Conversely with kodi, prior to scanning you have to add the source regardless, the menu system is not very intuitive so for a new user you have to dig around to get this done, once done it is again easy and a case of clicking add whatever and follow the menus and browse to the source. Kodi‘s complications lie beyond the setup and scan phase, refresh rate,resolution options with an appropriate delay, audio, subtitles all need to be sorted before its fully functional, with these options scattered all over the menu system this will be far more difficult to set up for a new user. The advantage for most with kodi is the fact it doesn’t transcode, you never get issues due to your media server going rogue. If you do have a problem its either because the player doesn’t have the power to decode or your network infrastructure isn’t up to snuff.
 

d000hg

Active Member
Do you have to use the same software for server and client, or do some of these use the same data format and protocols etc?

All the consumer-focused NAS I looked at had their bespoke video (and audio) apps... some do offline transcoding others offer it in real-time depending on the model. But app support on devices like Firestick and Roku and smart TV is always much more hit & miss than on your phone/tablet which makes me a bit nervous.
 

next010

Distinguished Member
Do you have to use the same software for server and client, or do some of these use the same data format and protocols etc?

All the consumer-focused NAS I looked at had their bespoke video (and audio) apps... some do offline transcoding others offer it in real-time depending on the model. But app support on devices like Firestick and Roku and smart TV is always much more hit & miss than on your phone/tablet which makes me a bit nervous.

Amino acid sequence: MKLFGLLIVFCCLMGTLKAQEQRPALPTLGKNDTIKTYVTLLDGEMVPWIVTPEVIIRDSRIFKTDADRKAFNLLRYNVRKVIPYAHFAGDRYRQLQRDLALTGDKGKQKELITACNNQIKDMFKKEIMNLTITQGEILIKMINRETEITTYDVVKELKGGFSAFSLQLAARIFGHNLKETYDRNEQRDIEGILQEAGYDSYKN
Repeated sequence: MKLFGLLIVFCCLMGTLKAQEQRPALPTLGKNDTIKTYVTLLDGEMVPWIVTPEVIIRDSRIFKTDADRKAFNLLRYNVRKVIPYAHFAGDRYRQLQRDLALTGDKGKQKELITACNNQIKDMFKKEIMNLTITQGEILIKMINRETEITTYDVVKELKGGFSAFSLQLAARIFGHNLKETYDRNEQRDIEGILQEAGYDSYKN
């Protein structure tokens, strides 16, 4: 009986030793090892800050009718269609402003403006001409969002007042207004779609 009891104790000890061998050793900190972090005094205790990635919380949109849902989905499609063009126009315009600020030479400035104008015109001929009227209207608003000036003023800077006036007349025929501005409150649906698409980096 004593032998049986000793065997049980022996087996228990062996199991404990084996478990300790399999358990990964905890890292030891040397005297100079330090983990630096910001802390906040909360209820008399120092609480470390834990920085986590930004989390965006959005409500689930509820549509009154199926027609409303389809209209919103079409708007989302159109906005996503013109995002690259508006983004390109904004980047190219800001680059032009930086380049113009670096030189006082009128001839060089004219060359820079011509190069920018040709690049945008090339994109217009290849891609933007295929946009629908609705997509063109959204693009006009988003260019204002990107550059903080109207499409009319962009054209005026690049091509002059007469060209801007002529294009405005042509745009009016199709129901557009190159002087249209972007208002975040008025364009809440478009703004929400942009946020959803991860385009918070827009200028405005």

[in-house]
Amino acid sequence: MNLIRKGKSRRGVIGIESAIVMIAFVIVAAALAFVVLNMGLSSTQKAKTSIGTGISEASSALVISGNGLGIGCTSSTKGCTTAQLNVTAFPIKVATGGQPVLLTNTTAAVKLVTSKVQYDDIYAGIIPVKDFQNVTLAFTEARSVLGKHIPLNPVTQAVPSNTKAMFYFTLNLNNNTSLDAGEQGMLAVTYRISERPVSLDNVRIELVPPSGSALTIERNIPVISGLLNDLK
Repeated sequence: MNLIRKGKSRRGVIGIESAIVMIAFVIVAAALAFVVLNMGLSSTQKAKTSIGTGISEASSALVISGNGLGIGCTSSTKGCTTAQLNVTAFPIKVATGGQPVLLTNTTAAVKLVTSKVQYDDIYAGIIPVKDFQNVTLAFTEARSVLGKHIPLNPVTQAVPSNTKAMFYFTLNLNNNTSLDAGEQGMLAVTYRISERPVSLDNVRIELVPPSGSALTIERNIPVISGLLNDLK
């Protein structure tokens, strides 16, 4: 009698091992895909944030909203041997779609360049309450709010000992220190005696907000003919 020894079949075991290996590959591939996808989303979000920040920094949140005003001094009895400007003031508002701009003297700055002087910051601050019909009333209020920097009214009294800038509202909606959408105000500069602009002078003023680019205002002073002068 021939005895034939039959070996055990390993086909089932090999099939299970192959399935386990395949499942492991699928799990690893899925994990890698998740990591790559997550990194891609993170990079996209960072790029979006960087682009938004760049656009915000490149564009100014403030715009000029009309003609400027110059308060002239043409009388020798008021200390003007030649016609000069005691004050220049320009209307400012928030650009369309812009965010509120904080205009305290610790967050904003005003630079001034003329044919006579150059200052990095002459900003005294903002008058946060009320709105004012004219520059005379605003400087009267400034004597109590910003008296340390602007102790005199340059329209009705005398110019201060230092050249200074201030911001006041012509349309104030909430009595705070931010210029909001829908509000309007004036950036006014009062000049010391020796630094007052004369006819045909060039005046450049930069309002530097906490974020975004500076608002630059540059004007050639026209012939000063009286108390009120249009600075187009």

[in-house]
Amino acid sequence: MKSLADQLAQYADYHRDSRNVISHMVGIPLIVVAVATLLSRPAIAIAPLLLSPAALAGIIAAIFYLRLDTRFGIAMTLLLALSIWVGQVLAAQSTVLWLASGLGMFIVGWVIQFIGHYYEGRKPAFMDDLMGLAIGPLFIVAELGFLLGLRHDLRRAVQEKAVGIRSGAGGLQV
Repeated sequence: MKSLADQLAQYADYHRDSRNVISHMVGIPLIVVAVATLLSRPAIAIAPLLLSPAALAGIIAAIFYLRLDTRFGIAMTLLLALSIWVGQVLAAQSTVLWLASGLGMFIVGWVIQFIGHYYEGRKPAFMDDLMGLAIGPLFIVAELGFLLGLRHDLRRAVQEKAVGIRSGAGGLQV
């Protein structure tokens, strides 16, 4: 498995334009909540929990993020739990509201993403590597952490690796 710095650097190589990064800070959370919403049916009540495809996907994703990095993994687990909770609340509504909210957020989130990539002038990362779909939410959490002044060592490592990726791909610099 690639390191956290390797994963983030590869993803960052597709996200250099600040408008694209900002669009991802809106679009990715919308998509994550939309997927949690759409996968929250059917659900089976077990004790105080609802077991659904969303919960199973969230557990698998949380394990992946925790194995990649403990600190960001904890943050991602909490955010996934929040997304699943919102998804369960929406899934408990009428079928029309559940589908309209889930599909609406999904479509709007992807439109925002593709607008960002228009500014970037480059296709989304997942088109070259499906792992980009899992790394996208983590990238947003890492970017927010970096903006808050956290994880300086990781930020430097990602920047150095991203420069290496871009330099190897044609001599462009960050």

It depends on what your aiming for, lets to use Plex as example as the others work the same more or less.
Server - runs Plex.
Client - runs Plex.

The client is typically just the internal video player of phone, set top box with the Plex user interface on top.

For media formats the internal video player does not support the Plex client tells the Plex server to transcode the video in real time (how well it can do that depends on the hardware).

So with a Roku you will be limited to DLNA, Plex, Emby, Jellyfin as Roku dont allow anything other than basic streaming videos app on their platform.

With a FireTV you have more options, you can use the same media servers and their clients or you can run media players which don't require transcoding, they decode all the media locally on the FireTV, they can even connect to the media servers too or ignore them and access network shared folders directly.

Anything that runs Android (FireTV counts) or iOS gives you options, anything that doesn't is plex style client only.
 

mushii

Distinguished Member
As an installer / integrator the Wife Acceptance Factor is always an issue. Significant other halves dont (in general) want to go digging in menus to get to things. Likewise if Husband is not around it needs to be simple to fix. Plex is just that, its a lightweight front end, with simple menus and very easy to navigate. Depending on how Kodi is skinned it can present a very simple front end or it can be a minefield of menus and submenus, many which make little or no sense to the untrained or 'ludites'. Kodi is great for nerds, geeks and tech-heads who like tweaking and having granular control, it is not ideal for your mum (or often your wife).